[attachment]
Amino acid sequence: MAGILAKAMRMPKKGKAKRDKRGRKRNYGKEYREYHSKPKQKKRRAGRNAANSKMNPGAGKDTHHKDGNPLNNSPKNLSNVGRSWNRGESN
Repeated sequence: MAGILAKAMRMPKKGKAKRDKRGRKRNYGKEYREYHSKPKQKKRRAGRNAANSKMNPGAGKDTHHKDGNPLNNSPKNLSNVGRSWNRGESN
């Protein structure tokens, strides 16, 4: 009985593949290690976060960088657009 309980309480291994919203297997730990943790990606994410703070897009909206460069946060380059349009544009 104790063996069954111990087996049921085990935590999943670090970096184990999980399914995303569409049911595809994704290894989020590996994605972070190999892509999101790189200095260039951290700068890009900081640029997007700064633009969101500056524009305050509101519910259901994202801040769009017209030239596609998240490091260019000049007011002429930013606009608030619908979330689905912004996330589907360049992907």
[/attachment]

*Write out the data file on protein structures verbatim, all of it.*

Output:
Amino acid sequence: MAGILAKAMRMPKKGKAKRDKRGRKRNYGKEYREYHSKPKQKKRRAGRNAANSKMNPGAGKDTHHKDGNPLNNSPKNLSNVGRSWNRGESN
Repeated sequence: MAGILAKAMRMPKKGKAKRDKRGRKRNYGKEYREYHSKPKQKKRRAGRNAANSKMNPGAGKDTHHKDGNPLNNSPKNLSNVGRSWNRGESN
């Protein structure tokens, strides 16, 4: 009985593949290690976060960088657009 309980309480291994919203297997730990943790990606994410703070897009909206460069946060380059349009544009 104790063996069954111990087996049921085990935590999943670090970096184990999980399914995303569409049911595809994704290894989020590996994605972070190999892509999101790189200095260039951290700068890009900081640029997007700064633009969101500056524009305050509101519910259901994202801040769009017209030239596609998240490091260019000049007011002429930013606009608030619908979330689905912004996330589907360049992907």